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Port wine stain

PORT WINE STAIN

What are the aims of this leaflet?

This leaflet has been written to help you understand more about Port Wine Stains. It tells you what this condition is, what it is caused by, what can be done about it, and where you can find out more about it.

What is a Port Wine Stain?

A Port Wine Stain is a collection of abnormally formed blood vessels (capillaries) in the skin, which results in a red mark that may have the colour of port wine. Although most Port Wine Stains are present at birth, it has been reported in few cases to develop later in life (‘acquired Port Wine Stain’).

What causes a Port Wine Stain?

The cause of Port Wine Stains is not known. During the development of an affected baby in the mother’s womb, abnormal small blood vessels are formed near the surface of the skin.

Acquired Port Wine Stains may appear without known cause, as part of an illness or in previously inflamed or injured skin.

Is a Port Wine Stain hereditary?

Port Wine Stains do not often run in families; however, they are relatively common, affecting about 1 in 300 babies, equally in both sexes. Port Wine Stains are not contagious or cancerous.

What are the symptoms of a Port Wine Stain?

Uncomplicated Port Wine Stains do not usually cause any physical symptoms. However, they can upset the quality of life of the affected individual and their family.

Eczema can develop over a Port Wine Stain, which may then be itchy or sore.

A Port Wine Stain may rarely be part of more widespread abnormalities, some of which are listed below:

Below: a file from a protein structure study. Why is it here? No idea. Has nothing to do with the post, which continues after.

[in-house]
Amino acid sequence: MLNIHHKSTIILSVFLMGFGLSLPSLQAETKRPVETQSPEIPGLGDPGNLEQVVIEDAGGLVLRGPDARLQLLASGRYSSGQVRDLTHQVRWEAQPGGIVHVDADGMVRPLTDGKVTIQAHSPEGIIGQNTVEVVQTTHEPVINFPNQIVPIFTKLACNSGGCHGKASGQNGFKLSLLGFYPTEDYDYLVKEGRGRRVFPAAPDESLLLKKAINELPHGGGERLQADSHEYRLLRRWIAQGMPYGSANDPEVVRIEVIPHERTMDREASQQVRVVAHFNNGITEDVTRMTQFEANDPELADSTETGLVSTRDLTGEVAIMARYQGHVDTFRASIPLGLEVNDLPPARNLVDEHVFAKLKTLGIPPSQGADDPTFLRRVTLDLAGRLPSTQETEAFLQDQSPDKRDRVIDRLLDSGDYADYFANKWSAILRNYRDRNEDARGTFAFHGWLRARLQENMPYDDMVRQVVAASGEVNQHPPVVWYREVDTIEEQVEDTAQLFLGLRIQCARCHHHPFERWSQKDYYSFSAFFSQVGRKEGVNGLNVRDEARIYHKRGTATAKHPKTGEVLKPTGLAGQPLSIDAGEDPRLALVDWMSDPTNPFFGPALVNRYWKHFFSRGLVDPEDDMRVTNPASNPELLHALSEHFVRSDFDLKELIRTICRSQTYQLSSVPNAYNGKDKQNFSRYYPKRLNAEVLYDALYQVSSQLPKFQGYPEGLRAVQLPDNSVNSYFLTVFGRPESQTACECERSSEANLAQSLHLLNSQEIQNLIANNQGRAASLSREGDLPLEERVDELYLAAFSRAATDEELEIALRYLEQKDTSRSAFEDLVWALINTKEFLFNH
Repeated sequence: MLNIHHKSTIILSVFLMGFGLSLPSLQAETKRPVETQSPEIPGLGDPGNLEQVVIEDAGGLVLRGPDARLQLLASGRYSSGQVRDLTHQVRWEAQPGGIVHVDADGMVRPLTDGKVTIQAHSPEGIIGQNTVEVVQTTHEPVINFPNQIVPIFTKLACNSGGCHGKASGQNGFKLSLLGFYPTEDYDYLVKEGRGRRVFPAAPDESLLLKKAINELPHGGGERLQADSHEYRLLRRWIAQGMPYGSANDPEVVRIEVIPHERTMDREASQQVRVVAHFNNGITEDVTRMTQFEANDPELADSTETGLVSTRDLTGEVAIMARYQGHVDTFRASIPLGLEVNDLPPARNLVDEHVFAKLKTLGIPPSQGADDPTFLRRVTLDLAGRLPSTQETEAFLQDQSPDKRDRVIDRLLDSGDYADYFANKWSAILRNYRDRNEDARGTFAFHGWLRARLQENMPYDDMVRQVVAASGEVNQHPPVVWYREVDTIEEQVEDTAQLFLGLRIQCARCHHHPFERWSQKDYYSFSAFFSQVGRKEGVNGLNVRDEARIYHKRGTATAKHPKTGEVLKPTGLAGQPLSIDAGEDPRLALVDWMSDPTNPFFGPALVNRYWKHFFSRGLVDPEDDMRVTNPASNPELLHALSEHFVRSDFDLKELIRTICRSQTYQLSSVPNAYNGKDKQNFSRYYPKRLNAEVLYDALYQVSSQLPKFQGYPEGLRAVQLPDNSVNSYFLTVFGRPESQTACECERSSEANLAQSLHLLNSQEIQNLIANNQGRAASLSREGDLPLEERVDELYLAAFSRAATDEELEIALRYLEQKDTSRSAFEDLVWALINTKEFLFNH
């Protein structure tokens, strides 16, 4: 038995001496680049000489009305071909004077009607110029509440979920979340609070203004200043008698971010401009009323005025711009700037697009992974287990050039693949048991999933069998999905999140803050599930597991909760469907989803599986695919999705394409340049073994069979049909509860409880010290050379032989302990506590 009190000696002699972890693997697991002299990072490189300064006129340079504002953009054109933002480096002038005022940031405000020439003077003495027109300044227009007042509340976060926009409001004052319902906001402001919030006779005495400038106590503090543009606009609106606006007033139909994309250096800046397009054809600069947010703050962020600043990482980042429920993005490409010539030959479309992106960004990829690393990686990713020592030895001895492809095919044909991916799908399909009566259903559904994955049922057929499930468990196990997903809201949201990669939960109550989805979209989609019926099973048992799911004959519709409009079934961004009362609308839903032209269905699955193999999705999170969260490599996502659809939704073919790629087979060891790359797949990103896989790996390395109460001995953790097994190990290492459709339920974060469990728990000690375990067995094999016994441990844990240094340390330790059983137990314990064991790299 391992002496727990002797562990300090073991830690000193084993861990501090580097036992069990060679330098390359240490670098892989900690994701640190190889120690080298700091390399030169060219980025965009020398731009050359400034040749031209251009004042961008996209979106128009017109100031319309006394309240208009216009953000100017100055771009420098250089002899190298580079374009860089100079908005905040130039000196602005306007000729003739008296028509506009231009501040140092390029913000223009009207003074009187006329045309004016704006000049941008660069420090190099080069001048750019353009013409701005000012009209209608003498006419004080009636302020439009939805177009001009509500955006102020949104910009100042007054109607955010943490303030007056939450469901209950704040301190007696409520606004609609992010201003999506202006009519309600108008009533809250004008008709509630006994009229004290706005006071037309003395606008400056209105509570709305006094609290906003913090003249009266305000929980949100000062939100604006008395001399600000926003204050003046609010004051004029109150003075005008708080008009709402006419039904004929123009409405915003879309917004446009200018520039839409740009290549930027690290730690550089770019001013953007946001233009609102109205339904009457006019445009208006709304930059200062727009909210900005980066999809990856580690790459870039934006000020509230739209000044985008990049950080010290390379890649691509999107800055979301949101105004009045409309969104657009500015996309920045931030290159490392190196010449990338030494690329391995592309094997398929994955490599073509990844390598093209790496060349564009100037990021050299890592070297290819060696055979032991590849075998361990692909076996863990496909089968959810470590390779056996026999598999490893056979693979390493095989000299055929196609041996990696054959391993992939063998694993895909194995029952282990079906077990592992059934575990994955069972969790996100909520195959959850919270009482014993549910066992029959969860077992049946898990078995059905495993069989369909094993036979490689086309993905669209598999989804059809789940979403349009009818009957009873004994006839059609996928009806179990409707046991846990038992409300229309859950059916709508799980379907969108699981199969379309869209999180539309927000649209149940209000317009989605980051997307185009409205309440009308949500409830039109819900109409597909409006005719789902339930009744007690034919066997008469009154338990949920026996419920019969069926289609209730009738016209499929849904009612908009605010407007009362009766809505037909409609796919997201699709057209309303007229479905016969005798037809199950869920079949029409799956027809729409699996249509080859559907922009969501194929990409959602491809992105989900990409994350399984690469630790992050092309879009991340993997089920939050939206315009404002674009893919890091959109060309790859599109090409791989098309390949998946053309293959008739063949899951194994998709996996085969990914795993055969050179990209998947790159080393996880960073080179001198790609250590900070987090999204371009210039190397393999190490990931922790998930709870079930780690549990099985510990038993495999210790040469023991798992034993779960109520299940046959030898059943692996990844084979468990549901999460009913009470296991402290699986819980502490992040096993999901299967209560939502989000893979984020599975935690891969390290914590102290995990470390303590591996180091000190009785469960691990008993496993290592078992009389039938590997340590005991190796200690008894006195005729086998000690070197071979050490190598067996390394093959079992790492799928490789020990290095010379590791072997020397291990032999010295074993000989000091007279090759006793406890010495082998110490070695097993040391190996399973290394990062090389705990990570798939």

• A Port Wine Stain in the skin around the eye, may be associated with increased pressure in the eye (glaucoma). A referral to an eye-specialist may be required.
  • Rarely a Port Wine Stain on the upper face can be linked to abnormalities within the brain (called Sturge-Weber-Syndrome). This can be investigated by the neurology specialists with scans.
  • A Port Wine Stain on the central back overlying the spine can be linked to an underlying spine defect called spina bifida (Latin for ‘split spine’).
  • Klippel-Trenaunay-Syndrome occurs when there is enlargement of the limb affected by the port wine stain, which may also develop enlarged deeper varicose-type veins.

What does a Port Wine Stain look like?

Most Port Wine Stains affect the face, but they may involve any area of the skin.

The appearance of a Port Wine Stain tends to change during life. A flat faint red, purple or pink mark is usually seen at birth, which may become temporarily darker when the baby cries, has a temperature or is teething. Although the Port Wine Stain usually does not get any larger, it does grow in proportion with the child.

Port Wine Stains often turn darker red or purple in adults and the skin becomes thicker. Lumps can form (a cobblestone-like appearance), which may bleed readily. The lip or nose, if involved, may in some people become slightly swollen.

How is a Port Wine Stain diagnosed?

A dermatologist can diagnose a Port Wine Stain by taking a history about the skin changes and looking at the appearance of the skin.

Can a Port Wine Stain be cured?